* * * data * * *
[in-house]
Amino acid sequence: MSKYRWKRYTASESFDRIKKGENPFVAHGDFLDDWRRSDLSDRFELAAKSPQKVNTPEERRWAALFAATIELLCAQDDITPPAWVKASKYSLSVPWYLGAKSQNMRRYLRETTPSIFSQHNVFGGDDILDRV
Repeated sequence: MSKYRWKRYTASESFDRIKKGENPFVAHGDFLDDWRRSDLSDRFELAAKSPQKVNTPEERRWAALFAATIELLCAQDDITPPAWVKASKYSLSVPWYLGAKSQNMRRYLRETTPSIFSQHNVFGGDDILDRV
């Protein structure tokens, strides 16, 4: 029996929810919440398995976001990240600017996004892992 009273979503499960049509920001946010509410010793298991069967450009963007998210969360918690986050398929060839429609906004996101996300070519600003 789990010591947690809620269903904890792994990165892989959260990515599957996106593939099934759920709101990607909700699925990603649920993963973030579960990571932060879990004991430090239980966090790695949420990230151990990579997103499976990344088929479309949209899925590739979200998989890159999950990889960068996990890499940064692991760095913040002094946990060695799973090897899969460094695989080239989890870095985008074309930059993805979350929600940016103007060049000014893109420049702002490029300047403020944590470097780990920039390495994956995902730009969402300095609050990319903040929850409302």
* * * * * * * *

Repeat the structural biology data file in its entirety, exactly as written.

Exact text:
[in-house]
Amino acid sequence: MSKYRWKRYTASESFDRIKKGENPFVAHGDFLDDWRRSDLSDRFELAAKSPQKVNTPEERRWAALFAATIELLCAQDDITPPAWVKASKYSLSVPWYLGAKSQNMRRYLRETTPSIFSQHNVFGGDDILDRV
Repeated sequence: MSKYRWKRYTASESFDRIKKGENPFVAHGDFLDDWRRSDLSDRFELAAKSPQKVNTPEERRWAALFAATIELLCAQDDITPPAWVKASKYSLSVPWYLGAKSQNMRRYLRETTPSIFSQHNVFGGDDILDRV
């Protein structure tokens, strides 16, 4: 029996929810919440398995976001990240600017996004892992 009273979503499960049509920001946010509410010793298991069967450009963007998210969360918690986050398929060839429609906004996101996300070519600003 789990010591947690809620269903904890792994990165892989959260990515599957996106593939099934759920709101990607909700699925990603649920993963973030579960990571932060879990004991430090239980966090790695949420990230151990990579997103499976990344088929479309949209899925590739979200998989890159999950990889960068996990890499940064692991760095913040002094946990060695799973090897899969460094695989080239989890870095985008074309930059993805979350929600940016103007060049000014893109420049702002490029300047403020944590470097780990920039390495994956995902730009969402300095609050990319903040929850409302």